Memo sent to staff on behalf of TWU Chancellor Carine Feyten on October 6, 2016.
I am writing you today to give you an update on compensation, possibly one of the most personal issues for Texas Woman’s faculty and staff. For some time we have talked about the need to address our approach to compensation so that it better recognizes and rewards everyone’s contributions to our University. I am therefore pleased to let you know that we are beginning the transition to merit-based compensation over the next several months. I believe you will find that this aligns well with the compensation philosophy developed by faculty and staff in 2013.
This approach will provide base pay increases that will be tied to your annual job performance and will be reflected as an adjustment to your base salary—unlike the common one-time lump-sum cash payments in recent years, which did not change your base salary. This is important because it gives you the opportunity to grow both your base salary and retirement benefits on an on-going basis.
One of the reasons why merit-based compensation is common in public higher education is because it provides an opportunity to link salary growth with individual and team-based achievements that support the institution’s strategic priorities. It also helps attract and retain talented faculty and staff—and complies with state requirements.
I understand that a long-held concern at TWU has been that there would be no money set aside for merit pay. I want to assure you that moving forward, we will begin our budgeting process by planning for a “merit pool” for faculty and staff. This pool will be generated from cost savings, careful expense management, new revenue streams and other positive cash flows that we believe will arise from our strategic focus on high-quality, market-demand academic programs and distinctive student opportunities.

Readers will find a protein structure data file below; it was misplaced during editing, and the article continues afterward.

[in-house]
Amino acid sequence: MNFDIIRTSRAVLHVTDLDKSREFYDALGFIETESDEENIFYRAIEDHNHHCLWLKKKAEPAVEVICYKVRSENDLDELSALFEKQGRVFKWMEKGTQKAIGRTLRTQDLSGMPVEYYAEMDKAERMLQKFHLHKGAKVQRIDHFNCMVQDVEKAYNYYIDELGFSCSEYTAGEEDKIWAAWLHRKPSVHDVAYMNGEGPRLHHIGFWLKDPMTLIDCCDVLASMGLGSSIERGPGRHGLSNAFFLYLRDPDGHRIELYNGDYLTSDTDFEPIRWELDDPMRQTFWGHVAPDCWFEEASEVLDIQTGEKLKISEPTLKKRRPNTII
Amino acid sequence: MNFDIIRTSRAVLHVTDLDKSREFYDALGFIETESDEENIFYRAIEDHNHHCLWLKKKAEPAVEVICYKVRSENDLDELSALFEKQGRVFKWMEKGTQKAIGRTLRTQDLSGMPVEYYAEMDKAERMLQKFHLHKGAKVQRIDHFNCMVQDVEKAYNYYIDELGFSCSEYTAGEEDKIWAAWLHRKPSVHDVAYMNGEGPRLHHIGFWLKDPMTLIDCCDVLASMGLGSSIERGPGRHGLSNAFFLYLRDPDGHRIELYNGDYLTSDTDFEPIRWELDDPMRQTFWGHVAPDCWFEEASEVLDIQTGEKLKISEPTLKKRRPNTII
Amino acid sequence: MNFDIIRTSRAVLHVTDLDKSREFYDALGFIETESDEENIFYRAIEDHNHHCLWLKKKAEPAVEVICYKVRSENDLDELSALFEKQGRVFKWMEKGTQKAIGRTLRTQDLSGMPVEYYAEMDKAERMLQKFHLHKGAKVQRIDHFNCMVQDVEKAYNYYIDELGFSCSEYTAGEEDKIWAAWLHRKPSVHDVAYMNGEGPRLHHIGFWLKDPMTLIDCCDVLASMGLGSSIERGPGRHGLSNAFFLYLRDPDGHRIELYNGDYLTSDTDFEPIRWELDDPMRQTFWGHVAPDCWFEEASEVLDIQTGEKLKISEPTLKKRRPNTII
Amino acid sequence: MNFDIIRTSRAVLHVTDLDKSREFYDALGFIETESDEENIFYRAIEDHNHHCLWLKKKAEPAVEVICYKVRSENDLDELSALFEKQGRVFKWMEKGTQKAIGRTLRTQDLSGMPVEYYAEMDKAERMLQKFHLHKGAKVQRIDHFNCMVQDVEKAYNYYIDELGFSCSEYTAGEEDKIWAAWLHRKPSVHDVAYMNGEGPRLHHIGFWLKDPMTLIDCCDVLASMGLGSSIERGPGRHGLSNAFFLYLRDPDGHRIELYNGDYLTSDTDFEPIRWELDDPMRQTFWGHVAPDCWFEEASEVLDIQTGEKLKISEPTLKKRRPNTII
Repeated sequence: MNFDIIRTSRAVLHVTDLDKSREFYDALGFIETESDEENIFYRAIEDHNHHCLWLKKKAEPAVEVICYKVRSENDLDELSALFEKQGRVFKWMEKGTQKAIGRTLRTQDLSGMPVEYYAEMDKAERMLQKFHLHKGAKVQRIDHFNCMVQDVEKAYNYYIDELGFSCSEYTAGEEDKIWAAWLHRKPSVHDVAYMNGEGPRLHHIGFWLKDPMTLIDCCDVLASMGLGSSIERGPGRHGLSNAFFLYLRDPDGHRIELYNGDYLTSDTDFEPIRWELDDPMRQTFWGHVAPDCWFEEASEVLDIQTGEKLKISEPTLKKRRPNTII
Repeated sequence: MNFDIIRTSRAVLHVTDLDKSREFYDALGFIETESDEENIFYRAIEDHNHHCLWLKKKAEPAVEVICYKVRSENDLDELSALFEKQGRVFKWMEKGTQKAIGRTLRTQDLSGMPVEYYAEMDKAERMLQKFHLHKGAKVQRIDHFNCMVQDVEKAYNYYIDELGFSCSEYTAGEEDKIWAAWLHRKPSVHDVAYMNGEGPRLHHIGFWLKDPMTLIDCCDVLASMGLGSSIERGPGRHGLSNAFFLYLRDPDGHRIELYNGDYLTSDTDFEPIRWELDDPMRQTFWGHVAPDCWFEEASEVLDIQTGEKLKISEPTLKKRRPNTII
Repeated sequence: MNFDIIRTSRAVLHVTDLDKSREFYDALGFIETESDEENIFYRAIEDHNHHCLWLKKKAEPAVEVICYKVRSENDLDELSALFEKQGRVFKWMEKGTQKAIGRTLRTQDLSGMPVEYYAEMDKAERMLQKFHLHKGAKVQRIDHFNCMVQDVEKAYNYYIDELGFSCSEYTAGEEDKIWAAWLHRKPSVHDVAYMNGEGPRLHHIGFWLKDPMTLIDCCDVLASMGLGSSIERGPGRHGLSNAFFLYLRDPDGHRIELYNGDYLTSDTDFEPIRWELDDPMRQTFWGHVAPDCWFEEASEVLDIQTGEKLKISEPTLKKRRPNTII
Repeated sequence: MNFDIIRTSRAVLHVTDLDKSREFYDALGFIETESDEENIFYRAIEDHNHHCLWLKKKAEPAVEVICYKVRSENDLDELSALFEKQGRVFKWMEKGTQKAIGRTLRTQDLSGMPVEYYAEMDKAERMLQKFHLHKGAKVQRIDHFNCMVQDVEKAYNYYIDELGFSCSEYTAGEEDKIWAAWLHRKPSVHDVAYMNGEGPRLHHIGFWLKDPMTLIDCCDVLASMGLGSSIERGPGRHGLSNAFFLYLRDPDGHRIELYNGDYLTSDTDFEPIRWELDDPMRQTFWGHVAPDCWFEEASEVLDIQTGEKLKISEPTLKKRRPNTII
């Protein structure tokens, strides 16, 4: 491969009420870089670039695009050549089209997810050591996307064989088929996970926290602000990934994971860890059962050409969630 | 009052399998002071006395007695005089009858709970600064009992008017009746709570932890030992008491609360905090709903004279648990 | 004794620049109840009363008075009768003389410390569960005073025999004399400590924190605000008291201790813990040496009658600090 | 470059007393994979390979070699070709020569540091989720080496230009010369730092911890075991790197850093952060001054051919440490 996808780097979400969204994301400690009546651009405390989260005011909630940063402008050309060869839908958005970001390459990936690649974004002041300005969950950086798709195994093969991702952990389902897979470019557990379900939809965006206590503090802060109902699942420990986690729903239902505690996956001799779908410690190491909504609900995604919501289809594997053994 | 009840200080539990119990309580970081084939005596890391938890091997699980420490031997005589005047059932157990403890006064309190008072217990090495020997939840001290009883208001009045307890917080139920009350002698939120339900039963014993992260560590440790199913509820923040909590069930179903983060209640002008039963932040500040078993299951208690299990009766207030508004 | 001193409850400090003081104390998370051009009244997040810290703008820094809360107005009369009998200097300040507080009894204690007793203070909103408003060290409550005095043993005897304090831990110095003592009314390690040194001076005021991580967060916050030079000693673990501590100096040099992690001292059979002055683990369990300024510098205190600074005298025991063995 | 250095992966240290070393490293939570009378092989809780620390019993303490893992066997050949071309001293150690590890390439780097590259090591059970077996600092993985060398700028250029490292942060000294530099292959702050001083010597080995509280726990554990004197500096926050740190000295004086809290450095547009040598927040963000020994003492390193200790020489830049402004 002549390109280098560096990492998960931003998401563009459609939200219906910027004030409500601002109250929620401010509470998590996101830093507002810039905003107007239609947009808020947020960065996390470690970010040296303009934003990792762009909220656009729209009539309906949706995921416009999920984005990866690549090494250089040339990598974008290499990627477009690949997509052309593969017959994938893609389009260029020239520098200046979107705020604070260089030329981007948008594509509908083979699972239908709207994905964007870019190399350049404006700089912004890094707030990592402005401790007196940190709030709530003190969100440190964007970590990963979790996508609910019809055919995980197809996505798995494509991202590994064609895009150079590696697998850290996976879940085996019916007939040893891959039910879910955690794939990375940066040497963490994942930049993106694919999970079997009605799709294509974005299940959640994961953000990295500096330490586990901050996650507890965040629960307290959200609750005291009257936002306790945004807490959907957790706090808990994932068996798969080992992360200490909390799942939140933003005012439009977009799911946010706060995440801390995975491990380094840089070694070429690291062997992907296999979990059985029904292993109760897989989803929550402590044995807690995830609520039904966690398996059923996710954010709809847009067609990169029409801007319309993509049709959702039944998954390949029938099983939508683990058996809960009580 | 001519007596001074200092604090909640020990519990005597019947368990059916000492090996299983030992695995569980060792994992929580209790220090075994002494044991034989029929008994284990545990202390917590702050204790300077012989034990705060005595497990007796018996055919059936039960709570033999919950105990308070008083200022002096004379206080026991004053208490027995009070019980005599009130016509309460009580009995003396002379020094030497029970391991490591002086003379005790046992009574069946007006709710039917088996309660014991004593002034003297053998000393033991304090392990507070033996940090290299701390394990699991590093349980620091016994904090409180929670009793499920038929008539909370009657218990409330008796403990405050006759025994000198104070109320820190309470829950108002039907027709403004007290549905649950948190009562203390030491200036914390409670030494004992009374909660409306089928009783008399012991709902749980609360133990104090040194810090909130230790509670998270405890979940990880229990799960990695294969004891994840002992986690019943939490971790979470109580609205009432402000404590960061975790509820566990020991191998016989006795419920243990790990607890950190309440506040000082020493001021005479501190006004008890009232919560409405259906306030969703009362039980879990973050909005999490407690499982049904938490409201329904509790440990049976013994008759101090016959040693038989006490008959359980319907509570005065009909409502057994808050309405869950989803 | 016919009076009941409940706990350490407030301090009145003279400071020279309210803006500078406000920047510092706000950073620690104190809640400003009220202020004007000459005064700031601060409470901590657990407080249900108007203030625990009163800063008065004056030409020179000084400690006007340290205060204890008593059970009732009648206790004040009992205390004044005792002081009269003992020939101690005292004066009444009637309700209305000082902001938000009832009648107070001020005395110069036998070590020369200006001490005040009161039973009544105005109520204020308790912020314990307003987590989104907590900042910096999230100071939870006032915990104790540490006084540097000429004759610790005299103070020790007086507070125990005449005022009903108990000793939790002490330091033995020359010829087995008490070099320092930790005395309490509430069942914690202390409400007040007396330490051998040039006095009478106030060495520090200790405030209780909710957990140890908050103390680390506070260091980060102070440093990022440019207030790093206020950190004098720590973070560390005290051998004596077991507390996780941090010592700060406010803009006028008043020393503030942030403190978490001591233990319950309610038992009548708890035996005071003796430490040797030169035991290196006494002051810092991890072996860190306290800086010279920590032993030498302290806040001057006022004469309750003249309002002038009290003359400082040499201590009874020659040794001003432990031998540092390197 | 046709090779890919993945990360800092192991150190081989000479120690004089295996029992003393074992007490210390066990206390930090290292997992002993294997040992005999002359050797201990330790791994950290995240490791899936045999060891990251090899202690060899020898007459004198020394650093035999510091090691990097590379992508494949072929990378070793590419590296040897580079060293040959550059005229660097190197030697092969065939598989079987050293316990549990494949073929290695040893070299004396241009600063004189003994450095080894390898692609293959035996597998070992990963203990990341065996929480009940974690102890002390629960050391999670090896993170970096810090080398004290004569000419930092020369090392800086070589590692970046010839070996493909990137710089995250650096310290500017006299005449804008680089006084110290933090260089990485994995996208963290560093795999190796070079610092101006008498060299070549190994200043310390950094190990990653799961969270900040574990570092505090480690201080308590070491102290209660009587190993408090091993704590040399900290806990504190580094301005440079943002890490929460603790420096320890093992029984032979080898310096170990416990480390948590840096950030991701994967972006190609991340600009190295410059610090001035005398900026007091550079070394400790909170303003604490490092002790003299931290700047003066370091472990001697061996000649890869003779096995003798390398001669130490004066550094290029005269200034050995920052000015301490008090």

This year, Finance and Administration made the merit pool possible by changing some of our budget allocation processes as well as capturing cost savings identified through energy conservation, insurance review, etc. Consequently, we are able to begin the first phase of implementing merit-based compensation by allocating approximately $2 million (2% of the total salary base) for salary increases. B.J. Crain, interim vice president for Finance and Administration, has created a document with more specific implementation details about how the compensation plan will work. Next week, Lewis Benavides will also share with you a schedule of sessions designed to provide staff and supervisors with information and tools to address the upcoming performance evaluations upon which merit pay will be based. Dr. Martin will provide the faculty with information concerning the faculty process.
In an effort to streamline the entire process, we will be aligning the cycle of performance reviews and merit increases with our fiscal year, rather than the calendar year. This will require us to adopt a transition schedule over the next two years, with a target date for full implementation of Sept. 1, 2018.
We have much to be proud of at Texas Woman’s University. We have a historic, distinctive mission. We are growing, too—adding 116 full-time new employees in the past three years (58 FT faculty, 68 FT staff) across all campuses. And, in an increasingly competitive higher education landscape, we aim to be one of the very best places to work and study in America.
Thank you for all that you do, day in and day out, to improve the quality of our programs, the success of our students, and for making us so proud of our campuses. You make a difference!
Carine M. Feyten, Ph.D.